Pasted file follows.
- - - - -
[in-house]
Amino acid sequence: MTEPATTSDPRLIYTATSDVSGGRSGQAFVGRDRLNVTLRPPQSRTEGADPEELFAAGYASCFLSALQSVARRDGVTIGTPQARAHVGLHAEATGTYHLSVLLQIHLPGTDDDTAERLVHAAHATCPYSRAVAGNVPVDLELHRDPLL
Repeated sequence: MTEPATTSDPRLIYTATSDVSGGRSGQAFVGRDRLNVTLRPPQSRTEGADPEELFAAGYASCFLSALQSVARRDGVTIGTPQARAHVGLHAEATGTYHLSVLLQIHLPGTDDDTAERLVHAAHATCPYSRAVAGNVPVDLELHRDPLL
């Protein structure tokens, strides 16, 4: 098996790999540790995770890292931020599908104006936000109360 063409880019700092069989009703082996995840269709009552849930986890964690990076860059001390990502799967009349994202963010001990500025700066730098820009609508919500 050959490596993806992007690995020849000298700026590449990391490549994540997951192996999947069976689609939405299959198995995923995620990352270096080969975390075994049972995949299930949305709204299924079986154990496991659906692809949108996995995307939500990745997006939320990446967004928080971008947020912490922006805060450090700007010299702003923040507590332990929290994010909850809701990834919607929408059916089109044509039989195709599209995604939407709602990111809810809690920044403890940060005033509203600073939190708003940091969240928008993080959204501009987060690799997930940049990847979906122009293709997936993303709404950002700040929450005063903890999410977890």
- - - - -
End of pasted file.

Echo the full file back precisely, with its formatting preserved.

[in-house]
Amino acid sequence: MTEPATTSDPRLIYTATSDVSGGRSGQAFVGRDRLNVTLRPPQSRTEGADPEELFAAGYASCFLSALQSVARRDGVTIGTPQARAHVGLHAEATGTYHLSVLLQIHLPGTDDDTAERLVHAAHATCPYSRAVAGNVPVDLELHRDPLL
Repeated sequence: MTEPATTSDPRLIYTATSDVSGGRSGQAFVGRDRLNVTLRPPQSRTEGADPEELFAAGYASCFLSALQSVARRDGVTIGTPQARAHVGLHAEATGTYHLSVLLQIHLPGTDDDTAERLVHAAHATCPYSRAVAGNVPVDLELHRDPLL
């Protein structure tokens, strides 16, 4: 098996790999540790995770890292931020599908104006936000109360 063409880019700092069989009703082996995840269709009552849930986890964690990076860059001390990502799967009349994202963010001990500025700066730098820009609508919500 050959490596993806992007690995020849000298700026590449990391490549994540997951192996999947069976689609939405299959198995995923995620990352270096080969975390075994049972995949299930949305709204299924079986154990496991659906692809949108996995995307939500990745997006939320990446967004928080971008947020912490922006805060450090700007010299702003923040507590332990929290994010909850809701990834919607929408059916089109044509039989195709599209995604939407709602990111809810809690920044403890940060005033509203600073939190708003940091969240928008993080959204501009987060690799997930940049990847979906122009293709997936993303709404950002700040929450005063903890999410977890």